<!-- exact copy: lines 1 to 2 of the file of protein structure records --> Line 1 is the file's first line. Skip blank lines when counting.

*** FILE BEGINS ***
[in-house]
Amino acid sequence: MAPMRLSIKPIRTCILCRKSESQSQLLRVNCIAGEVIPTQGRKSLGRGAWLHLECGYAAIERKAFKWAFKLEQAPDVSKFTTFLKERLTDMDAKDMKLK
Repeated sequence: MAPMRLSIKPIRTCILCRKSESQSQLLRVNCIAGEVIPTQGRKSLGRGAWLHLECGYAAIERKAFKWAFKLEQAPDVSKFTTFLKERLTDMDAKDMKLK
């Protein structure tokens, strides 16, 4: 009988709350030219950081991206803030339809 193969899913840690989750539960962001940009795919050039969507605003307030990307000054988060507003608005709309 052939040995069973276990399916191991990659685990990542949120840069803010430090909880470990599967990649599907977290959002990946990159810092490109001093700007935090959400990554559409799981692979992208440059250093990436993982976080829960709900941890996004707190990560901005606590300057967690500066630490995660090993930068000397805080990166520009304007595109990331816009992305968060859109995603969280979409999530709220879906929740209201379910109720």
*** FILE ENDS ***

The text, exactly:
[in-house]
Amino acid sequence: MAPMRLSIKPIRTCILCRKSESQSQLLRVNCIAGEVIPTQGRKSLGRGAWLHLECGYAAIERKAFKWAFKLEQAPDVSKFTTFLKERLTDMDAKDMKLK